Comment: Investment strategies in uncertain times
The fall in crude oil prices has had consequences even for the strong and thriving economies of China and India, according to Colin Chapman, president of Euro Petroleum Consultants
Predicting the prospects for crude oil price in the short- and long-term has been one of the major issues for national and private oil and gas companies, investors, governments and financial analysts for almost two years now – since the slump in the price in 2014. As a wise man once said, “It’s always difficult to make predictions, especially about the future.”
No-one has been fortunate enough yet to predict the future price for oil. Opinions vary from $20 in 2017 to return to $60 (more optimistic forecasts of $80 to $100 in a year do not seem to appear in reports anymore). Therefore, oil companies have been struggling to plan their budgets to minimise the losses that are inevitable when operating in unstable conditions. Pricing of $20 for crude in strategic plans creates a need to substantially cut the costs and produce more, whereas $40 to $50 suggests a greater profit within the same preconditions, but creates the threat of not meeting budget targets if the oil price turns out to be lower.
Factors contributing to crude price should be taken into account. Most of the crude oil trade contracts are transacted in US dollars, and appreciation of the currency negatively impacts the oil price worldwide. It is important, therefore, to take measures that may impact the strength of the dollar into account.
Initially, oil prices started their downward trend due to the increasing supply from the US, increased productivity of drilling, geopolitics, easier access to funds for E&P companies, and so on.
The fall in crude prices has even had consequences for such thriving economies as China and India. Many private companies in India, such as OIL, RIL, and Cairn, lost from 9% to 97% of net income in the first quarter of 2016 compared to the same period in 2015. The biggest loss was reported by RIL, from INR 10.4bn ($2.8bn) to INR 320mn ($87.1mn). Only ONGC managed to show some revival, with a 14% increase. Most of the decrease was due to subsidies reductions.
The six largest upstream oil operators registered a significant decrease of profits last year, which led to a drop in investor confidence, and their market capitalisation reportedly fell by more than $200bn collectively. Even though these companies try to cover repayments and keep up with dividends, Chevron, Shell and ExxonMobil reduced the amount under a buy-back programme so that they will stay the course for 2016-2017 within the low-price environment.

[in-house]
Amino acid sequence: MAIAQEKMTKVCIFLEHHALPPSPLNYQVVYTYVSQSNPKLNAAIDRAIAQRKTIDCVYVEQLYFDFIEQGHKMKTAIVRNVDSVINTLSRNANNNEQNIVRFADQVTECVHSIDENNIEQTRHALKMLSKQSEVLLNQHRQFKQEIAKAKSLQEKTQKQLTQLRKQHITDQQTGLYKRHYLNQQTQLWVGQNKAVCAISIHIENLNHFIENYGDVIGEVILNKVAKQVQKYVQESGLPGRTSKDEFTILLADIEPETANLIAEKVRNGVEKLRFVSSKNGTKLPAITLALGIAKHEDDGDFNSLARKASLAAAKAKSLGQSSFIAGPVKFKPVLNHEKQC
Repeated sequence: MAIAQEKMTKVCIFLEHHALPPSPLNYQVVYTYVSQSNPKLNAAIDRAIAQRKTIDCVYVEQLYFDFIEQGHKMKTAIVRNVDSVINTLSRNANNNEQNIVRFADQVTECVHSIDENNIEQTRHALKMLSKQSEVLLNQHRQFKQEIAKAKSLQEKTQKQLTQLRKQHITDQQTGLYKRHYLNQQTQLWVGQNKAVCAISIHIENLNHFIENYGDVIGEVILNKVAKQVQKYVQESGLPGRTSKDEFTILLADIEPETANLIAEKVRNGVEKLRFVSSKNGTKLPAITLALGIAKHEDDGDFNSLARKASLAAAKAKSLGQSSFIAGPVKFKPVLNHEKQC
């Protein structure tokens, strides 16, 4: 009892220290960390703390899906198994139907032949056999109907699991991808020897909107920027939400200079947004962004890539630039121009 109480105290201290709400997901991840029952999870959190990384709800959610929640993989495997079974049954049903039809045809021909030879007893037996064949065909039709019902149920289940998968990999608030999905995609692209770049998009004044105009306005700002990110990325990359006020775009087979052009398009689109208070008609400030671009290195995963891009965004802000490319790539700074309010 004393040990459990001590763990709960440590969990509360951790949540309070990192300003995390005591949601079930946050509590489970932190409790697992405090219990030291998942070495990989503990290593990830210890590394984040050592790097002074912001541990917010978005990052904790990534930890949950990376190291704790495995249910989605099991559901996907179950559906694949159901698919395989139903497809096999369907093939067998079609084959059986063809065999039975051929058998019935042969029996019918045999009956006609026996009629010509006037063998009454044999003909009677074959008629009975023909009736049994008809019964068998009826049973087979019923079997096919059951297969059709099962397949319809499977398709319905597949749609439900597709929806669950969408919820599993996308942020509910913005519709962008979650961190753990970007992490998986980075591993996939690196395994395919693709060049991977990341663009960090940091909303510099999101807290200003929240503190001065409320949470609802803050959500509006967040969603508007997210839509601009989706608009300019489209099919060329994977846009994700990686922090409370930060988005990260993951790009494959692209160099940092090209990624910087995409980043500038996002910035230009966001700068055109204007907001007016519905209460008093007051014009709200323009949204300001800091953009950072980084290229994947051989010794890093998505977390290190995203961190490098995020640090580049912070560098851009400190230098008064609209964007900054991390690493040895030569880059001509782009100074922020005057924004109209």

Cutting production costs doesn’t necessarily mean reducing production rates. Chevron reduced capital expenditure by 24% compared to 2015 and expects an increase in production of 13-15%, and ConocoPhillips will cut its investment programme by the same percentage, but expects a more modest increase in production of just 1-3%.
Companies that have integrated operations with the downstream sector, refining and petrochemicals, have seen a less significant impact from the lower crude prices than those that depend solely on crude production for revenues.
Surprisingly, average operating margins for US-based upstream companies increased by around 15-16%, although the EBITDA margin for smaller companies fell considerably in the third quarter of 2015 – by 31% for Pioneer Natural Resources, 51% for EQT, 75% for Devon Energy, and 250% for Apache.
Cashflow analysis showed an average decline of 25% in generated cash in the same period. As a result, analysts are already calling the trend a “cash crisis”.
The market for mergers and acquisitions also plummeted last year by 22%. Some major prospective acquisitions were cancelled due to uncertainty and volatility of commodity stocks, as well as the inability of bidders to agree upon a fair price for assets. IHS predicts consolidation and integration trends in E&P to continue this year and next, despite the fact that the worldwide deal count in 2015 reached the lowest level in the current decade.
After OPEC’s outlook for the future of the energy industry was announced at the end of last year, we saw diverse opinions about whether OPEC countries would reduce the amount of produced crude in order to prepare for substitution of oil in 2040 or would, on the contrary, raise production before demand for oil falls. Their strategy will affect other major producing countries, such as Brazil, Russia and the Middle East region, because it is neither profitable for them to continue to export oil if there are no consumers, nor to cut production when competitors increase their production levels.
The destiny of shale oil highly depends on the decision of the US to develop and invest in new, advanced technologies. At the moment, they require a very high price for oil, or a profit from other activities, such as refining, to cover costs for shale oil production and development, with the hope that these types of projects will become economically viable in a longer planning timeframe. The same applies to renewable energies – regions such as Africa, parts of Asia, South America, and Europe, which possess all the necessary resources for solar, wind, or tidal energy, or for the production of biofuels, have to make this choice right now, and this will influence crude prices in the longer term.
About the author
Colin Chapman is the president of Euro Petroleum Consultants.